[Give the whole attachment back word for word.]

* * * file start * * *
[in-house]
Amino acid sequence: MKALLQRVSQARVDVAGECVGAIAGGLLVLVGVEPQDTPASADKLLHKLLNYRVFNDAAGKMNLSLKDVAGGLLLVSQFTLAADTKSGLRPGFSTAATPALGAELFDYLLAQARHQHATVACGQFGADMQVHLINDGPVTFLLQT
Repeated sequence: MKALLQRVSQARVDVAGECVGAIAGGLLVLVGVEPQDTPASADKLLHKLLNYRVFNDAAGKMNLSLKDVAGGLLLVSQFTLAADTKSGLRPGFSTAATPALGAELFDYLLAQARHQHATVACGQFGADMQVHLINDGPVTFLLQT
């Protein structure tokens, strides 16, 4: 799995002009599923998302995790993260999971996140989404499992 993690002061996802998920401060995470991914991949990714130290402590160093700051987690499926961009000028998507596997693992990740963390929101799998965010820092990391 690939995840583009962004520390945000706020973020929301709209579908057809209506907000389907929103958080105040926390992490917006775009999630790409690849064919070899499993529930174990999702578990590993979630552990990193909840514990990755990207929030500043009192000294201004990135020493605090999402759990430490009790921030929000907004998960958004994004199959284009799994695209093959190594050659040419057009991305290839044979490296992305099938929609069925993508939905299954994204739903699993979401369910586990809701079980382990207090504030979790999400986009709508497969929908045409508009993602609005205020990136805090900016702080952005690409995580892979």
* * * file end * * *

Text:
[in-house]
Amino acid sequence: MKALLQRVSQARVDVAGECVGAIAGGLLVLVGVEPQDTPASADKLLHKLLNYRVFNDAAGKMNLSLKDVAGGLLLVSQFTLAADTKSGLRPGFSTAATPALGAELFDYLLAQARHQHATVACGQFGADMQVHLINDGPVTFLLQT
Repeated sequence: MKALLQRVSQARVDVAGECVGAIAGGLLVLVGVEPQDTPASADKLLHKLLNYRVFNDAAGKMNLSLKDVAGGLLLVSQFTLAADTKSGLRPGFSTAATPALGAELFDYLLAQARHQHATVACGQFGADMQVHLINDGPVTFLLQT
């Protein structure tokens, strides 16, 4: 799995002009599923998302995790993260999971996140989404499992 993690002061996802998920401060995470991914991949990714130290402590160093700051987690499926961009000028998507596997693992990740963390929101799998965010820092990391 690939995840583009962004520390945000706020973020929301709209579908057809209506907000389907929103958080105040926390992490917006775009999630790409690849064919070899499993529930174990999702578990590993979630552990990193909840514990990755990207929030500043009192000294201004990135020493605090999402759990430490009790921030929000907004998960958004994004199959284009799994695209093959190594050659040419057009991305290839044979490296992305099938929609069925993508939905299954994204739903699993979401369910586990809701079980382990207090504030979790999400986009709508497969929908045409508009993602609005205020990136805090900016702080952005690409995580892979």